Archive: 2010

  1. Stuffed Baked Tomatoes


    Shaun and I took our first stab at integrating some creative media to the cooking process. If you haven’t checked out our short video yet, scroll to the bottom of this post.  This recipe was inspired by the two lovely tomatoes that we’ve had on the kitchen table, ripening to perfection, for the past  few days and some micro-basil that I picked up at the North Park Farmers Market yesterday. I went looking for ‘regular’ basil, but a friendly representative from Suzie’s Farms encouraged me to try the mini version and I must say, what a treat! I had honestly never tried/seen anything like it before, and I encourage you to be on the look-out!

    This recipe is honestly so easy. It has all the qualities of a fancy expensive restaurant entree, but is even better when you have the freedom to stuff it with what you really love.

    Here’s what I used for my stuffing, feel free to get creative though and play with the flavors of the season.

    • 1 large heirloom yellow summer squash, grated
    • 1 bunch of rainbow chard, deveined and finely chopped
    • 1/2 of a spring onion, finely minced
    • 2 cloves of garlic, minced
    • 2 cups micro-basil
    • 1/4 cup chopped kalamata olives
    • 2 tsp. olive oil
    • 2 tsp. balsamic vinegar
    • 4 tablespoons chevre cheese
    • (optional: 1/4 cup pine nuts)
    • 1 cup plain Israeli cous cous
    • 2 extra beefy tomatoes

    This is what you didn’t see on the video:

    1. In a medium sized pot, bring 2 cups of water and 1 cup of cous cous to a boil. Reduce heat to low and let simmer uncovered for 8 minutes. Check frequently that the cous cous is not sticking to the bottom of the pan, stirring when necessary. Remove from heat, add a little water and olive oil, and let sit covered for 4 minutes.

    2. On low heat, begin to saute the onions and garlic in the olive oil and balsamic vinegar. After a few minutes add the chard, olives, grated squash, basil and pine nuts if you’re using them. Grind in a little salt and pepper. Stir slowly to coat, do not let the contents start to “sizzle.”

    3. Add cous cous to the veggie mixture and stir to coat. Cover and let sit over low heat while you prepare the tomatoes.

    5. To see a demonstration on how to carve out the tomatoes, see video below.

    6. Bring tomatoes and stuffing to the same work surface, and a gently spoon in mix until about 3/4 full. Add a small dollop of the chevre, then add another heaping scoop to fill and cover the top opening.

    7. Sprinkle with fresh basil and a little salt. Bake for 10 minutes at 300′ in the middle rack of your oven. Serve immediately, and enjoy! You did it! Go you!



  2. Crunchy Dill Spread (or) Dip

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    Summer is finally here! Shaun will continue the whole 5 day work-week gig while I spend a few weeks at home in Northern California. In July, we’ll reunite when I return to San Diego for an internship with the International Rescue Committee.  Absence makes the heart grow fonder, though. In the meantime, we’ll post recipes remotely. Shaun will tackle more kitchen time, and I’ll have to tackle more camera time and Happyolks will bear with us (smiles). I’ve been slow to post this dill recipe, but the photos and recipes are piling up and I don’t want to let this one (like many others) slip away. I got the idea for this spread to be used with the salmon sandwiches, but ended up favoring it as a dip for crunchy raw veggies like carrots, red bell peppers, and cucumbers. If you’re looking for something light for an afternoon backyard soiree, this is one is a keeper. I will warn, because there is Greek yogurt involved, the dish would need to be kept chilled!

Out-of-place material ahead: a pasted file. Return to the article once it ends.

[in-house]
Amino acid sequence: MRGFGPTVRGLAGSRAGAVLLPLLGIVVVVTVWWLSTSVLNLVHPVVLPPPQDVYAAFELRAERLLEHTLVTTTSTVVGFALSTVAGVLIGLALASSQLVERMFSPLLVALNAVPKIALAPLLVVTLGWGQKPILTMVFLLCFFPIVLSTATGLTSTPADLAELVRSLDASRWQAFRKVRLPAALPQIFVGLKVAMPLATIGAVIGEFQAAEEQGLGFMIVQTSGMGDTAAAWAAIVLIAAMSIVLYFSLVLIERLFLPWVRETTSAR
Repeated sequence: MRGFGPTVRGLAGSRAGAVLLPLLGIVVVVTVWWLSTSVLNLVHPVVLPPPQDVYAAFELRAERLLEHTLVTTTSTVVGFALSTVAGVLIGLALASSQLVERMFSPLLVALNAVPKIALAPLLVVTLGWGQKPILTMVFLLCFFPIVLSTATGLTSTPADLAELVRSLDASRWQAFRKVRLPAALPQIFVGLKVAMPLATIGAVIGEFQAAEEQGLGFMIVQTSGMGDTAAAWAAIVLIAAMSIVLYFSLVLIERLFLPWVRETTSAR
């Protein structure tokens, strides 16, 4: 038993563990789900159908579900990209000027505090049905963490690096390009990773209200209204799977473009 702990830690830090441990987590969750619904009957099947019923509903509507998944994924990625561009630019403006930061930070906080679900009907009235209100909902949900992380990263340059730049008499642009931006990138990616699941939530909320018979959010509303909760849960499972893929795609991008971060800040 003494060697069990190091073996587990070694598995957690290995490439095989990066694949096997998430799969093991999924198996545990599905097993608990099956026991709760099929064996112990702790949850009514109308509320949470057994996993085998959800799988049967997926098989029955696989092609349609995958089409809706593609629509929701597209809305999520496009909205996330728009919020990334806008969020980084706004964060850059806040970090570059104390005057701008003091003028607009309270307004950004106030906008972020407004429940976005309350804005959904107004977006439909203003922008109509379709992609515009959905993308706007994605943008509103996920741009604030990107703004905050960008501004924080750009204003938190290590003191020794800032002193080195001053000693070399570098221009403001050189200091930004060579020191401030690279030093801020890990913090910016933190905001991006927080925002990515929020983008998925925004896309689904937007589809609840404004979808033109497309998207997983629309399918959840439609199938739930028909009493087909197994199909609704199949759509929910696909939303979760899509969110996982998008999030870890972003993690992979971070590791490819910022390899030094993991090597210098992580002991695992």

• 1 cup Fage 0% Greek Yogurt
    • 1/2 cup red onions, finely chopped
    • 1/2 cup celery, finely chopped
    • 1/8 tsp salt
    • 2 tablespoons minced fresh dill
    • juice of a few lemon slices

    Super easy — combine ingredients, stir and serve! Fresh and basic, it won’t take away from the taste of your fabulous crisp veggies.

  3. Salmon Sandwich with Microgreens

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    With summer parties just around the corner, we wanted to start experimenting with fun dishes to serve at neighborhood and family get-togethers when we make our way back up north. I came across a blog that was using a lot of prosciutto and it inspired the idea for salmon. Smoked salmon is something I normally only eat at fancy brunches when my family takes some kind of island vacation, but using it in a sandwich is a fun way to avoid turning on the oven. While making these, I made a huge discovery: I hate pea greens. There are only two foods now, that I truly detest: capers, and pea greens. I consider myself to a have pretty diverse and open palate, but both of these ingredients make me want to hurl. I tried putting pea greens inside the sandwich, and I removed mine after one bite. Shaun on the other hand, enjoys them – so for this recipe, experiment with caution.

    Instead of using mayo, I made a homemade dip/spread that can be slathered on one side of the bread or for dipping with carrots and bell peppers. I’ll post the recipe for that soon.

    We had the sandwiches with a side of tossed rainbow microgreens that I got at the Ocean Beach Co-op. I’m not sure if you can find them at Whole Foods, they seem to be a pretty specialty item.

    Here are the contents of the sandwich, I won’t give you instructions…  you know what to do (smiles).

    • 2 slices seedy multi-grain bread
    • dark romaine lettuce leaves
    • small handful spinach leaves
    • 2-3 sliced heirloom tomatoes
    • thinly sliced red onion
    • 3 oz smoked wild Alaskan salmon
    • (optional: pea greens)


    • 1 package rainbow microgreens
    • 1 tbsp olive oil
    • 1 tbsp balsamic vinegar
    • 1 cup thinly shredded carrots

    Toss and serve!